I dedicated considerable time this long holiday weekend to improving my photography skills. The new camera provides an opportunity to cultivate new habits. Plus the differences between the old and the new have made it necessary.
So, first some notes on the upgrade. I have a Canon 10D. It's served me well for the better part of a decade in the realm of nature photography, out in the open where there is plenty of good, bright, natural lighting. Until the New Year's Even posting, it was not used in conjunction with this blog. In its day, it was a high-end prosumer product - better than the Rebel but not as good as the low-end professional gear. It had the same ability to manually set the camera, but the menuing was arcane. The professional photographer who taught the mini-course I took at the Y last spring was even baffled. Given the lack of understanding about my camera, I relied heavily on the "training wheels" - the settings familiar to many of us:
|The Canon 10D - complete with training wheels|
Enter the 7D. This is a step (or maybe two) up from the 10D as Canon no longer makes an equivalent. The 60D is the closest approximation, but after doing a little research, it's actually much closer to the Rebel than it is to the 10D. So, we seriously upgraded. Gone are the training wheels, but in exchange I have a menuing system that I understand and can actually use:
|The Canon 7D - a whole lot of auto settings eliminated|
So that got me moving in the right direction. The first thing I found was the white balance. Then I started manually setting my aperture and f-stop. All of this improved the quality of my food shots. The red influence from our halogen track lighting was diminished, and the shots started looking a bit sharper.
|Poor white balance - default setting|
|Better white balance - set for Tungsten lighting in my halogen-lit kitchen|
The next step was the introduction of the tripod. I've always been a hand-held photographer, believing I'll get that perfect shot only if I have the freedom to capture the subject from all possible angles as quickly as possible. While this may work for shooting flowers and butterflies, it does not work for shooting food.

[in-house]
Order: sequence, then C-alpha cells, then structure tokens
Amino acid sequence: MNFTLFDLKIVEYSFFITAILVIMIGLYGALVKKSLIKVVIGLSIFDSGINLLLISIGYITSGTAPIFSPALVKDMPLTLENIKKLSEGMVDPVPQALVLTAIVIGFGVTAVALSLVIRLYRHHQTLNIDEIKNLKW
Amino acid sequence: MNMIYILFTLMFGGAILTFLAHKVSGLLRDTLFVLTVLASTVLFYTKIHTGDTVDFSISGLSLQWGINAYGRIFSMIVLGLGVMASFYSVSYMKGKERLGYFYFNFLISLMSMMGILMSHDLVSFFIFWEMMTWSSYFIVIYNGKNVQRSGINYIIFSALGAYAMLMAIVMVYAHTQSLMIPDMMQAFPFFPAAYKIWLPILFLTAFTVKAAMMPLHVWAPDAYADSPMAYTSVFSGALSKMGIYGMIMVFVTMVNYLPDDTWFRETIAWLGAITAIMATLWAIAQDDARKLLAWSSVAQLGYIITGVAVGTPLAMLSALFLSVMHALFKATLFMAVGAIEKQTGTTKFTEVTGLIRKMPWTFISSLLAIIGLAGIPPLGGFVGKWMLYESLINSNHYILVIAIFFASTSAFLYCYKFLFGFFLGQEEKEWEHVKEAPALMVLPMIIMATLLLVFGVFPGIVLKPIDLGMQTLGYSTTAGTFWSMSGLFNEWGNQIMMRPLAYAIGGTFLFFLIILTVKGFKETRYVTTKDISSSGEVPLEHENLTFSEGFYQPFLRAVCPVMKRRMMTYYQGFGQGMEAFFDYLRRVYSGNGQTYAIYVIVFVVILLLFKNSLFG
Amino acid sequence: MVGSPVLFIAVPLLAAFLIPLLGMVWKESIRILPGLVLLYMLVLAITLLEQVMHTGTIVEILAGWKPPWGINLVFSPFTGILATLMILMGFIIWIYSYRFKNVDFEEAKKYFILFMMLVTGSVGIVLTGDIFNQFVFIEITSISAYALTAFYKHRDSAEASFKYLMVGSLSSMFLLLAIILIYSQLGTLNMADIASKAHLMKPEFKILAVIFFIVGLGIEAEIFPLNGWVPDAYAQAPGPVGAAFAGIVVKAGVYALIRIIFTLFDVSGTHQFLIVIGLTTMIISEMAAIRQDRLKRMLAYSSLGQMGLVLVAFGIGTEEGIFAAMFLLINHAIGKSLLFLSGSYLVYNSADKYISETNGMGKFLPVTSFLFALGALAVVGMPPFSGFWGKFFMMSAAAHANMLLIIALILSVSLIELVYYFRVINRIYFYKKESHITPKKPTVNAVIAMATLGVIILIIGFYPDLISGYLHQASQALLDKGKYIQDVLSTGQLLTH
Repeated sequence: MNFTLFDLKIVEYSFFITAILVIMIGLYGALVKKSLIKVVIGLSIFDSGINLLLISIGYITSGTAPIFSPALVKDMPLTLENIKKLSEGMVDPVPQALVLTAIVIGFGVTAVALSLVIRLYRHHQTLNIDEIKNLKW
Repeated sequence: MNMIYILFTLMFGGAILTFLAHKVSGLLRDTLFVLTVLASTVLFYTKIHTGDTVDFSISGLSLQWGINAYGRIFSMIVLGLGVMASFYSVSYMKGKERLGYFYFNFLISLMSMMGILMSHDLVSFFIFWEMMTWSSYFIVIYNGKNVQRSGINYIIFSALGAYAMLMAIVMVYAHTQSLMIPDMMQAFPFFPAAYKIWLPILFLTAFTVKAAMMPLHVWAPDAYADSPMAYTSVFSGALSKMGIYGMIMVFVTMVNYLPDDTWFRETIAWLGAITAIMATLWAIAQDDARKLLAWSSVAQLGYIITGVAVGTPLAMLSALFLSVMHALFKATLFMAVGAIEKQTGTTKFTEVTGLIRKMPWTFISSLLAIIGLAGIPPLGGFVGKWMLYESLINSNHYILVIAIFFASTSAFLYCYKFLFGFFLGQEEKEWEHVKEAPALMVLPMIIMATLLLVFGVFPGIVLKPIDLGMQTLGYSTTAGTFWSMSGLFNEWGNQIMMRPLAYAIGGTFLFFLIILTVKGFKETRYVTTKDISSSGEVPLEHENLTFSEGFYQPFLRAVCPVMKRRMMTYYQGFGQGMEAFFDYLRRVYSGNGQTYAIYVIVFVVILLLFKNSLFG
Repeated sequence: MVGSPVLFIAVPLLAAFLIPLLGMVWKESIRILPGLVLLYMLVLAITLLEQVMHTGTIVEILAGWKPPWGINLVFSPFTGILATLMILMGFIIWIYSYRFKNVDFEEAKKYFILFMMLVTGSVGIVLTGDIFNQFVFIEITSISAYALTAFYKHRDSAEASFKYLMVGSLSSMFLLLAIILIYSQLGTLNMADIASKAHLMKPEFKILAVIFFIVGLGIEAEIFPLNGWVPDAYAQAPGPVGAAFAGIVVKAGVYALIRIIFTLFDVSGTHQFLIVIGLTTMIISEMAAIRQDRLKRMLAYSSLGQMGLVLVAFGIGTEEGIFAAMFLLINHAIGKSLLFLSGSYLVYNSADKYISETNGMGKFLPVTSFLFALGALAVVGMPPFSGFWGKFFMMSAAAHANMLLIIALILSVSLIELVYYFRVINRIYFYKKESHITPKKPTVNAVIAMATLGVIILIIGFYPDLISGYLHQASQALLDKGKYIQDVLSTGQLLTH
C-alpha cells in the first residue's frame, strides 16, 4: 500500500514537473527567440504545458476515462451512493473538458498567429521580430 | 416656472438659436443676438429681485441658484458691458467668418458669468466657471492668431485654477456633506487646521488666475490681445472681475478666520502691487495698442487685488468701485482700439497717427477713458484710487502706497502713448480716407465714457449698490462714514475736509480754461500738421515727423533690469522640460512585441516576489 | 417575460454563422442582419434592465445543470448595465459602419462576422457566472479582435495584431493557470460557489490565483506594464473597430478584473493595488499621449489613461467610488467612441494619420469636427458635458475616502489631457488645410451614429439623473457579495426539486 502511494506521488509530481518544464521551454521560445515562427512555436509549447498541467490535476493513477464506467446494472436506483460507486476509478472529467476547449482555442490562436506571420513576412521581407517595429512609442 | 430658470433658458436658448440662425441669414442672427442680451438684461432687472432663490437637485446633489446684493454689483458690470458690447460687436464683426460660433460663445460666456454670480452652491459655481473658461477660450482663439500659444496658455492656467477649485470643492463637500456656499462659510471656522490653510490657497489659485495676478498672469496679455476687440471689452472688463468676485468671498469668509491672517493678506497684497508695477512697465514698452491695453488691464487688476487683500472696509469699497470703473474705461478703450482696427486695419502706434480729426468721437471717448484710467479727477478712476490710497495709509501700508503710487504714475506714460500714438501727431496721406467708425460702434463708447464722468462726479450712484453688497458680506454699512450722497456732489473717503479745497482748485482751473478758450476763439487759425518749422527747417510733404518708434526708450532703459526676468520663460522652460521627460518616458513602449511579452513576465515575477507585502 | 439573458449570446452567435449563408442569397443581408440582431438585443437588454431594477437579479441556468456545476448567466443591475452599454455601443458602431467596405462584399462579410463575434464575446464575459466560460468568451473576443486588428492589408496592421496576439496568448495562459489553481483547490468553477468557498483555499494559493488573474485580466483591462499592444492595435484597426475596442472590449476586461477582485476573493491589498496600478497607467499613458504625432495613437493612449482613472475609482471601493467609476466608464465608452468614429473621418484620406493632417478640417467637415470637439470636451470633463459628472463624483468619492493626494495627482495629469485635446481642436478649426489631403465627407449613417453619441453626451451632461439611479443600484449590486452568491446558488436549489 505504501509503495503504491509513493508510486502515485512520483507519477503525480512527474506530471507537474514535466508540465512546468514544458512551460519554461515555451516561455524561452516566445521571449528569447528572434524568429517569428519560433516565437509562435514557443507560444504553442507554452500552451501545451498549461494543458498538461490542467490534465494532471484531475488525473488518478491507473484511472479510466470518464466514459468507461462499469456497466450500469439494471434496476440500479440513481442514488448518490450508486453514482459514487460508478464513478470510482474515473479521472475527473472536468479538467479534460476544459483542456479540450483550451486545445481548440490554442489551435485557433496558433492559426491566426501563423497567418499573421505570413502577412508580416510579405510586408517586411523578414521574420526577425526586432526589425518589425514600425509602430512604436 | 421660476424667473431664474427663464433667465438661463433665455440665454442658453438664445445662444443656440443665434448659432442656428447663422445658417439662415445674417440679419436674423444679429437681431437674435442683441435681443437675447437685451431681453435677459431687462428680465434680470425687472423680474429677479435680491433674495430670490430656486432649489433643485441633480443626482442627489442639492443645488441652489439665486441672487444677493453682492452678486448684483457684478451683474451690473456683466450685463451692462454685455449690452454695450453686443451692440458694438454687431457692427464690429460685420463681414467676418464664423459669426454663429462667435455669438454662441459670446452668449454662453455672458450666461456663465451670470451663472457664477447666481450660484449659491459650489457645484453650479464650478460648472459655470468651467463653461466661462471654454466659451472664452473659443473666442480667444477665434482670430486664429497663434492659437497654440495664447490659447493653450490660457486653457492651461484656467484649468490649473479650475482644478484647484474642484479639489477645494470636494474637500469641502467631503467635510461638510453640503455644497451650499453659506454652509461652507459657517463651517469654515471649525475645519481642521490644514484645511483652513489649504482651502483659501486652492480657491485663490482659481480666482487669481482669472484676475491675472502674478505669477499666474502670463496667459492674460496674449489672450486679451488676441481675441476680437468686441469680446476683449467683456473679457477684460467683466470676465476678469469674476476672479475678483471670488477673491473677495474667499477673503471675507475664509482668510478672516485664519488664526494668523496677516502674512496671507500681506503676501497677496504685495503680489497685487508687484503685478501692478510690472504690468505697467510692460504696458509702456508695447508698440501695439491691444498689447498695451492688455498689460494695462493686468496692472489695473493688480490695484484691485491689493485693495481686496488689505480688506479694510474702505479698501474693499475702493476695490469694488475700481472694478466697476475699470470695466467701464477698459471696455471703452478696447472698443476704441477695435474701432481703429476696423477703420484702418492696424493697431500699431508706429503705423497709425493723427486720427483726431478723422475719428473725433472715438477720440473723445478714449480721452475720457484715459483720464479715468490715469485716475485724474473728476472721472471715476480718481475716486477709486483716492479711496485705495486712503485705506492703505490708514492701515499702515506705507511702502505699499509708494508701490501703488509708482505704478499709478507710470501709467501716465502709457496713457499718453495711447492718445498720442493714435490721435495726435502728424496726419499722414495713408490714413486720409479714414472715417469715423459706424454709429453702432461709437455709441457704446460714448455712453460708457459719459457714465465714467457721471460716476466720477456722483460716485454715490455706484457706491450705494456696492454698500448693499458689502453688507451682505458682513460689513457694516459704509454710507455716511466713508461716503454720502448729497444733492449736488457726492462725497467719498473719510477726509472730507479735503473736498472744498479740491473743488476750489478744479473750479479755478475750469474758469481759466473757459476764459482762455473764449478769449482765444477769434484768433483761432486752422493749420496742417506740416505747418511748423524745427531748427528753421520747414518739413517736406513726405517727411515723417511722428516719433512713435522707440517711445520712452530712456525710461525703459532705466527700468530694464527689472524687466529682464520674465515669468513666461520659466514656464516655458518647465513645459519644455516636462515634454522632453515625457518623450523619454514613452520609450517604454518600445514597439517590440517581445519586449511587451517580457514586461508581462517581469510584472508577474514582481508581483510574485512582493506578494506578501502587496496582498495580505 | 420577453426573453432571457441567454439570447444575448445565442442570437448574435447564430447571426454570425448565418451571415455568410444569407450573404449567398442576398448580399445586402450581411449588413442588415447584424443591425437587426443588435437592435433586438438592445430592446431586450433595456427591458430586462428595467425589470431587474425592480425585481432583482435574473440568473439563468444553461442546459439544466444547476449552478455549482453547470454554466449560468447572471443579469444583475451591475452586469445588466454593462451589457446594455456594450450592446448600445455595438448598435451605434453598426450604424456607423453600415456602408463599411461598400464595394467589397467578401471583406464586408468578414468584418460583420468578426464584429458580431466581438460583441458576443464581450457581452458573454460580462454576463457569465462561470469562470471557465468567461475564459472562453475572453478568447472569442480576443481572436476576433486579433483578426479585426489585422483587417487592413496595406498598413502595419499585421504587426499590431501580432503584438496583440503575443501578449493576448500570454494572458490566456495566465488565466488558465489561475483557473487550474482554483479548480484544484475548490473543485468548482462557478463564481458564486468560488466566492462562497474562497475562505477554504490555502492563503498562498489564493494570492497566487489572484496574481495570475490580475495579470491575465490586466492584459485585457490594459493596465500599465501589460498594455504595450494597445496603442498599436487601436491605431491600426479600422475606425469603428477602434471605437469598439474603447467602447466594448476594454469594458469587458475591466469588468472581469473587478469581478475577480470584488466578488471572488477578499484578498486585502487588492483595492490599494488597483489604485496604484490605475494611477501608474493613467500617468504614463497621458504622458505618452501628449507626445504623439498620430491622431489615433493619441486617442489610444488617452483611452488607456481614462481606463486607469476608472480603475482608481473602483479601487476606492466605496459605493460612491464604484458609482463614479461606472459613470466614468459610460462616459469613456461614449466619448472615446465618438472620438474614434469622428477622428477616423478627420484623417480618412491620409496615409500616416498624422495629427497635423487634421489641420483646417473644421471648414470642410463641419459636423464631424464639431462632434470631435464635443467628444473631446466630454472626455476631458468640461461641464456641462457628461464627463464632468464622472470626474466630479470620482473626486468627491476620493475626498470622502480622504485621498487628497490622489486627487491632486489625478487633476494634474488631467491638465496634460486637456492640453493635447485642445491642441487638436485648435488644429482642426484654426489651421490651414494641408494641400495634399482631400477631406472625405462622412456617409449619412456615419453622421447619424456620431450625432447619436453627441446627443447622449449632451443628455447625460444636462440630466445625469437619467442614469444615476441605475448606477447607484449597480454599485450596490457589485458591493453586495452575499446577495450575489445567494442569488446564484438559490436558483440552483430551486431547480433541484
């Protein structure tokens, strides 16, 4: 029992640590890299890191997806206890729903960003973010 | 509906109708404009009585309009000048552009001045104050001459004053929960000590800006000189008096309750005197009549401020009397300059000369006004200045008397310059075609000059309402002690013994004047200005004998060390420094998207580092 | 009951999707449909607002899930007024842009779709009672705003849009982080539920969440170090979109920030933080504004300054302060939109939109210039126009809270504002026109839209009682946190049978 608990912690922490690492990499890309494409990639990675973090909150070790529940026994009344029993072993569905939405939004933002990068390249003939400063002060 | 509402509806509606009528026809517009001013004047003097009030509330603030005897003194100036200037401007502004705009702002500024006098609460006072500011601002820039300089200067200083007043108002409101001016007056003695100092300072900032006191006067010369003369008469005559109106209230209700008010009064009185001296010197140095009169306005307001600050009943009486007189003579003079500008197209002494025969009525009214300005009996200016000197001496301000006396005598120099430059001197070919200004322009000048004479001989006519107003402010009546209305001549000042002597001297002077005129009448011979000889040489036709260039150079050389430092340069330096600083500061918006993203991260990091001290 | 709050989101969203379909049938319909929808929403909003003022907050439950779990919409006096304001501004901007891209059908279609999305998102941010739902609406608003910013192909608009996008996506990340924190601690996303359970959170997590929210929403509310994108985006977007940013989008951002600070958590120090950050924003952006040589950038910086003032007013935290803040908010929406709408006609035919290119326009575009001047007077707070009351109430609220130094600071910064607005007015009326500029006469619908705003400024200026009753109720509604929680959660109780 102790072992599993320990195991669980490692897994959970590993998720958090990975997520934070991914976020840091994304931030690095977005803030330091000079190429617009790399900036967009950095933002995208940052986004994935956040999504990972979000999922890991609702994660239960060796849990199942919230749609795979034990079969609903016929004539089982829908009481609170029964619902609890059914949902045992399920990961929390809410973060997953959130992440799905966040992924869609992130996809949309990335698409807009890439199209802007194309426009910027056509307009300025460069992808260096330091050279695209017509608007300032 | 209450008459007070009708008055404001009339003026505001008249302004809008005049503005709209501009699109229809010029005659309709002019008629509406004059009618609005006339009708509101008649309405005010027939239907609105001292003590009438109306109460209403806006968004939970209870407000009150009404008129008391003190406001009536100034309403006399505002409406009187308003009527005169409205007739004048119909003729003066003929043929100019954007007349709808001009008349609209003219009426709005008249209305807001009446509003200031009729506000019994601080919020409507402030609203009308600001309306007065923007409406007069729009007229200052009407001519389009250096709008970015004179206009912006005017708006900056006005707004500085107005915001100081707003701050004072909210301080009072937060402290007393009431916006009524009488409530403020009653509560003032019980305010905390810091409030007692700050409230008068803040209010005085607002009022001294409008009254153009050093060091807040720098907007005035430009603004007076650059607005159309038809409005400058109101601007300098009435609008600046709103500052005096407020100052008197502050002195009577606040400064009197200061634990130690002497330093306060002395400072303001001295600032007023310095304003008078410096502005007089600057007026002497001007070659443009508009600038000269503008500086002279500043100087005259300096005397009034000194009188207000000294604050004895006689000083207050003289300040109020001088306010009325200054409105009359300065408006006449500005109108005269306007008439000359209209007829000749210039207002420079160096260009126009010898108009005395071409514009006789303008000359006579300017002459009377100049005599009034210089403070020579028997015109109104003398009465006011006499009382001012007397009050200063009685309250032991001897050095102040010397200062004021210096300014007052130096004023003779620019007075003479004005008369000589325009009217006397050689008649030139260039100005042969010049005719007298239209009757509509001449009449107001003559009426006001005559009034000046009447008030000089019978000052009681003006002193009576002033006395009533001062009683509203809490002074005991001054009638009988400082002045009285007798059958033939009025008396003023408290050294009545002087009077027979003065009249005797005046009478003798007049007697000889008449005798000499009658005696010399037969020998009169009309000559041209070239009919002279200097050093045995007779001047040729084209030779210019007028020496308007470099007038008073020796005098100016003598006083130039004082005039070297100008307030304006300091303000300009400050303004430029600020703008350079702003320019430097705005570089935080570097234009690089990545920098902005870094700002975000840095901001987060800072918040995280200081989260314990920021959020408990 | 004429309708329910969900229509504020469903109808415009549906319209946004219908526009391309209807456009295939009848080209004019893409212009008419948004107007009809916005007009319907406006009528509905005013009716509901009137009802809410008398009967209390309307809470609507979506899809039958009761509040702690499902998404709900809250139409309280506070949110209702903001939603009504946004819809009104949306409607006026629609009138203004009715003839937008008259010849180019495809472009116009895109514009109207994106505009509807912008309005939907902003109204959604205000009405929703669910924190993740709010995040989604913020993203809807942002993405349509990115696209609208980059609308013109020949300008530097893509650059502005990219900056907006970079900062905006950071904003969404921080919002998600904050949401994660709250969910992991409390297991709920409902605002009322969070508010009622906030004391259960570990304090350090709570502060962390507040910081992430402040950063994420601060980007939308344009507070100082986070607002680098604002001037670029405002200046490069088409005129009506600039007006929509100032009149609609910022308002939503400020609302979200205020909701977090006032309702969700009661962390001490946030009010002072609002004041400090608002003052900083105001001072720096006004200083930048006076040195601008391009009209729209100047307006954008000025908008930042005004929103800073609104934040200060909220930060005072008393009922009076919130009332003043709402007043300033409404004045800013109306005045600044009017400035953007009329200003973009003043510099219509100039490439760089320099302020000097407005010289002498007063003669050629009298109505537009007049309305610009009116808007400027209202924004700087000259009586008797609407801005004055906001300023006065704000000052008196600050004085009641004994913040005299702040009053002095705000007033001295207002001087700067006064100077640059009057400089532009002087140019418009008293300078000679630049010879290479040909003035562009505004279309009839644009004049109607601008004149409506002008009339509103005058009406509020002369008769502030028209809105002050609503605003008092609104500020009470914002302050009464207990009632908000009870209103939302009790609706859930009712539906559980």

But not all tripods are created equal. Stability is important, even if you are on level ground inside the house and everyone else is in bed asleep. The earth has energy, and, if you're using a crap tripod or an unstable setup, subtle vibrations will throw your image right out of focus. you should be able to see into the view finder without standing on tip-toe. Once the focal point, aperture and f-stop are set to your liking, it's hands-off except to click the shutter and take the shot.
|Poor tripod setup |
|Stable tripod setup|
With a good tripod and a better understanding of aperture priority, I was able to alter the f-stop and play around with the focal points of my shots, moving away from the pin-point focus and fuzzy background to a more evenly-focused image.
That lighting remains an issue, though. Unless you can block off all natural light, things are going to change throughout the course of a shoot. My pie crust posting
is a perfect example. During the 30 minutes that my dough was resting, something happened to the ambient sunlight. And, here's another lesson - because I was multi-tasking, I was more focused on the pie crust than on the photography and did not fully appreciate the depreciated lighting until I downloaded my images.
|Beginning of shoot - approximately 3:30 PM|
|About 45 minutes later - much of the natural light is gone but I am too busy baking to notice|
|End of shoot - about 5:30 PM, no natural light left but no change to white balance settings either|
I still have a long way to go. Looking at the work of others, it seems that white balance, aperture, f-stop, and stability are not enough. The best food photos have diffused light. A Fervent Foodie post
last week provides instruction on creating a home lighting kit. I think that's my next task.